The younger rescue in the family—Nucky—is a comical, sweet-natured dog who I enjoy just as much as Willow, but because Willow is older and frailer, I take special walks with her these days. Sometimes we walk quietly, sometimes I talk to her and she looks up at me in acknowledgment of my chattering. The other day we witnessed an eagle with a squirrel in its talons being chased by a crow. Willow is a German Pointer with a strong prey instinct and I expected her to bark furiously, but she remained reverently silent, as did I. A van stopped; the driver had seen the eagle, and we chatted amicably about the sighting.

 

Eagles are no longer endangered, but bald and golden eagles—their feathers, nests and roost sites—are still protected under multiple federal laws and regulations. These regulations work, the eagles are back.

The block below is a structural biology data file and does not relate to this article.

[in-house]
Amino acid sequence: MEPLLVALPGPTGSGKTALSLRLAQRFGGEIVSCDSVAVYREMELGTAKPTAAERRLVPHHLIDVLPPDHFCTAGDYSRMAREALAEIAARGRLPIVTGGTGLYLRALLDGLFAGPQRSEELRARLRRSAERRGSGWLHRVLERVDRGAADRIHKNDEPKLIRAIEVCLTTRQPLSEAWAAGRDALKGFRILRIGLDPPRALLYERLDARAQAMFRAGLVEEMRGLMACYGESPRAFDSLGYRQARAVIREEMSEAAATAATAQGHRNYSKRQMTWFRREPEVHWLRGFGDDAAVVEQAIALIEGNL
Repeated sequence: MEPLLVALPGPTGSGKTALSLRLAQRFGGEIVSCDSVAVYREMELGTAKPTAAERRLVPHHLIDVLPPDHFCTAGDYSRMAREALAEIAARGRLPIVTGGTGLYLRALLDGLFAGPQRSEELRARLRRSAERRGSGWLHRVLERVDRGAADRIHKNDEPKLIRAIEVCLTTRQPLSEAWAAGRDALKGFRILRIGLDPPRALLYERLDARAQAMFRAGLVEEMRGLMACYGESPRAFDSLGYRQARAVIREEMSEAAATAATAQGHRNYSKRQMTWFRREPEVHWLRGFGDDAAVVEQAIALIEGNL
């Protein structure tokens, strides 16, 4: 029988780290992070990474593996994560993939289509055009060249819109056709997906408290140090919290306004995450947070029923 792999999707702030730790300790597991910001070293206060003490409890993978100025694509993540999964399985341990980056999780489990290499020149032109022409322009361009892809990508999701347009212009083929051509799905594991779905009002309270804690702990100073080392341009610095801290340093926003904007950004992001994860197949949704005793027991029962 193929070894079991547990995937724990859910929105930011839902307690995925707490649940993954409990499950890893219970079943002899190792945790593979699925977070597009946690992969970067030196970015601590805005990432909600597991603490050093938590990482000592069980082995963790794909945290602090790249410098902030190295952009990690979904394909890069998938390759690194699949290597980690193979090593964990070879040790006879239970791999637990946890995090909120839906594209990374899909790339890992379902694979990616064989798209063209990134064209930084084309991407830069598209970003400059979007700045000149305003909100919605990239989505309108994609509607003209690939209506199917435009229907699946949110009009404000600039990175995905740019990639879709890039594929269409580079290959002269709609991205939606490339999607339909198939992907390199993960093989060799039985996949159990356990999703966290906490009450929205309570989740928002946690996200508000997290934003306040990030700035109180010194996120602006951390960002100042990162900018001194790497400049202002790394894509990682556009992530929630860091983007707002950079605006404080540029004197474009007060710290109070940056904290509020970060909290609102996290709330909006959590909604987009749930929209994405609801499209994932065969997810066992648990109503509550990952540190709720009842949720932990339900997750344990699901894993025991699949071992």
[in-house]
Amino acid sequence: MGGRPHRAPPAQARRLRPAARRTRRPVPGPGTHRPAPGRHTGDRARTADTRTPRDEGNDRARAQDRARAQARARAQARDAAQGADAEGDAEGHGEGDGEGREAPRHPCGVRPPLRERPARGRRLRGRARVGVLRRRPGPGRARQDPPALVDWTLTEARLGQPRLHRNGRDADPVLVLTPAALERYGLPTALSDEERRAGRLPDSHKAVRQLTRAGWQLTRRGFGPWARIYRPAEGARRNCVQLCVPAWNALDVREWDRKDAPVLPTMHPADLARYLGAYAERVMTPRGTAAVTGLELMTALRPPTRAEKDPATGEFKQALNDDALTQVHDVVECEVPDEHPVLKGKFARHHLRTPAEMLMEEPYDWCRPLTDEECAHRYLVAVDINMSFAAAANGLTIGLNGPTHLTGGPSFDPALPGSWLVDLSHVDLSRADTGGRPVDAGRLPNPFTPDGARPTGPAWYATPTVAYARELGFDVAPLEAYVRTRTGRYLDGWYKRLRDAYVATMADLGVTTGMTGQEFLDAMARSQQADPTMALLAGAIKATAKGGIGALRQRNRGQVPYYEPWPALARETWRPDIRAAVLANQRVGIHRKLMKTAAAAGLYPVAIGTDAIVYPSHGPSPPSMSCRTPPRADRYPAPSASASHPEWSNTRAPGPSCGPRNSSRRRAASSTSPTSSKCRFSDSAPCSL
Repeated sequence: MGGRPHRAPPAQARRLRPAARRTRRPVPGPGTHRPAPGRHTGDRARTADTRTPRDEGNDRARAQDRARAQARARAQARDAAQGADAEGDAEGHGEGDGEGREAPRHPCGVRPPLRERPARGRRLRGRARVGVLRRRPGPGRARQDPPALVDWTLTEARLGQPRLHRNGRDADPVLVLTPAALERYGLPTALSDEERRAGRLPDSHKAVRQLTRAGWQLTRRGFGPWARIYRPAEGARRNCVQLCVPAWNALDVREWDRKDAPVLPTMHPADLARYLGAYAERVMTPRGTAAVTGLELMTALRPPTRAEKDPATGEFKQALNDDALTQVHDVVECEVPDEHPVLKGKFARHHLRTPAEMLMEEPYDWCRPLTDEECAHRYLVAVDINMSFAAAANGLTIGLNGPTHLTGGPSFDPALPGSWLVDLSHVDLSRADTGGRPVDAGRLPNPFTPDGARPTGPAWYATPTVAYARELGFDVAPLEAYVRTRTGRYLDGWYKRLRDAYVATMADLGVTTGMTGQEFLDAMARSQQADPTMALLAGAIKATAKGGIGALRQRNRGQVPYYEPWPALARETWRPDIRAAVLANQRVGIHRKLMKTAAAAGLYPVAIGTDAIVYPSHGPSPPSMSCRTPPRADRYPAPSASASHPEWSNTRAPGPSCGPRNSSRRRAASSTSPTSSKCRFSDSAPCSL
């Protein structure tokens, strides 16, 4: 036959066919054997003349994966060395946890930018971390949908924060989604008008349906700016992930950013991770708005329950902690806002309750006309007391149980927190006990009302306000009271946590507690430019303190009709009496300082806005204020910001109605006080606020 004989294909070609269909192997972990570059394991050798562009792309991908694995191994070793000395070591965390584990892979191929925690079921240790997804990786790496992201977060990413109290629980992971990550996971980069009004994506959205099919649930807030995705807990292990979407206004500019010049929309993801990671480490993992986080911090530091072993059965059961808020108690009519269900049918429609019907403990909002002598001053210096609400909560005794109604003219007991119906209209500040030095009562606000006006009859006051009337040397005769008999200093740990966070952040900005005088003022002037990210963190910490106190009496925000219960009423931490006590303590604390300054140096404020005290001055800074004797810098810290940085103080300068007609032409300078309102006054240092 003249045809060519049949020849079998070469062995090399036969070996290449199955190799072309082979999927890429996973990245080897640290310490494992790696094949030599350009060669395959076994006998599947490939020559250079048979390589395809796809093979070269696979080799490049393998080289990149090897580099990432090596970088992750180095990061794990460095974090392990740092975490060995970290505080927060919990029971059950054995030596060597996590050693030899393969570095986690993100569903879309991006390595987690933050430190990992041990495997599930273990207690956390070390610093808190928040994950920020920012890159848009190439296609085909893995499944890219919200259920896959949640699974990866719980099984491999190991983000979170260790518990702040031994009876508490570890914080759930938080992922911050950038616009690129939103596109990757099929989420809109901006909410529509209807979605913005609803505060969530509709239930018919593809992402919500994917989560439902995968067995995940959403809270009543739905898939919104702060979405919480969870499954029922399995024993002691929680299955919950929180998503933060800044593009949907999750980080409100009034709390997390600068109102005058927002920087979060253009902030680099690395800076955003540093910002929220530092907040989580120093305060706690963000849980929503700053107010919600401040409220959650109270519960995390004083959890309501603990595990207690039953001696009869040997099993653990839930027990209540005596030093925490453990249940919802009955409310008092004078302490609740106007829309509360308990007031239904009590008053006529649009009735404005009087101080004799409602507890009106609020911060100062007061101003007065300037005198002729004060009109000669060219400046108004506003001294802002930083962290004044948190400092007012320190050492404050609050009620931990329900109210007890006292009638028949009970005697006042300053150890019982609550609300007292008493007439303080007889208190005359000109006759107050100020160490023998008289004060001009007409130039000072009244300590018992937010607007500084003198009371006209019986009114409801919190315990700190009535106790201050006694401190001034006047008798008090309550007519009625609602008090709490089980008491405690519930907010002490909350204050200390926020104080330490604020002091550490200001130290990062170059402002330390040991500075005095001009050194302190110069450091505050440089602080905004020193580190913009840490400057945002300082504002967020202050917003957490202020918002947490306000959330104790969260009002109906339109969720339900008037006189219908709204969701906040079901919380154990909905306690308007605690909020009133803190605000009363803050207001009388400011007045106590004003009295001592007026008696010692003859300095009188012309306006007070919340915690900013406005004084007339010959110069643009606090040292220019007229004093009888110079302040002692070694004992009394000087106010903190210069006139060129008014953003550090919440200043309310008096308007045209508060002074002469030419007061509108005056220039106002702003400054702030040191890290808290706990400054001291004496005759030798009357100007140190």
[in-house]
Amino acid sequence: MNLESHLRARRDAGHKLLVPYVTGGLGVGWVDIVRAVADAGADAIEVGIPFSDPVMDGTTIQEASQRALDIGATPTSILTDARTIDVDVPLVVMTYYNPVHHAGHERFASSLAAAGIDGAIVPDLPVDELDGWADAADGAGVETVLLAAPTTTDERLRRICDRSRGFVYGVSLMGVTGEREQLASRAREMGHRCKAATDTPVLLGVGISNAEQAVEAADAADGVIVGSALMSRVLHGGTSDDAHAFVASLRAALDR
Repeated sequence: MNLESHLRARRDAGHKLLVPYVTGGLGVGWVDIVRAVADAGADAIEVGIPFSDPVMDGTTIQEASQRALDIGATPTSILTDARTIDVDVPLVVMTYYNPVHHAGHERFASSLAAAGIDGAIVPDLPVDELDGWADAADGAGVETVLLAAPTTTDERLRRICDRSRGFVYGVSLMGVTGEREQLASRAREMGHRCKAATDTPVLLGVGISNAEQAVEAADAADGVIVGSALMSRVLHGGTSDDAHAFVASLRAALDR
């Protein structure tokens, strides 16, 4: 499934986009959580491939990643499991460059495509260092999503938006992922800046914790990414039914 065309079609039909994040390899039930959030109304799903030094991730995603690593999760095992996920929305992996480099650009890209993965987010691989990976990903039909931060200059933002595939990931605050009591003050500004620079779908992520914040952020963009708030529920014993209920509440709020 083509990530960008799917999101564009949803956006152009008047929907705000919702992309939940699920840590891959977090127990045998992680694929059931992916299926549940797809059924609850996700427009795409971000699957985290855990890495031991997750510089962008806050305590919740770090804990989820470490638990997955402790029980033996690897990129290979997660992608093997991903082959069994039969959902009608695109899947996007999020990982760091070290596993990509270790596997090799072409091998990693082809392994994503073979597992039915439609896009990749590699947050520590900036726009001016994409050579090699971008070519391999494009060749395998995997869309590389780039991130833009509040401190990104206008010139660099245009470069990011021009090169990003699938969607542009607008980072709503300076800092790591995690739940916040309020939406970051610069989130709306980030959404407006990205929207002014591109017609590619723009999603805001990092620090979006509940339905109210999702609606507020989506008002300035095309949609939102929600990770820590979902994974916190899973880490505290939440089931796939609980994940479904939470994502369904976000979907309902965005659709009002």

I had forgotten that The Endangered Species Act was signed into law by President Nixon on December 28, 1973. The Supreme Court called it "the most comprehensive legislation for the preservation of endangered species enacted by any nation." Memories of that important day sustain my hope, if not my belief, that we will surface from our present political conundrums with courage and gusto.

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Our House of Mirth

"Pure Joy" ©copyright by Peggy Weis 2020

 

"He taught me to be hopeful, to be optimistic, to never get lost in despair, to
neverbecome bitter, and never to hate."


--Congressman John Lewis about Martin Luther King Jr.

 

"When and where will this end? What is a republic taking sides against itself?"

 

--Amos Bronson Alcott, progressive educator, father of Louisa May Alcott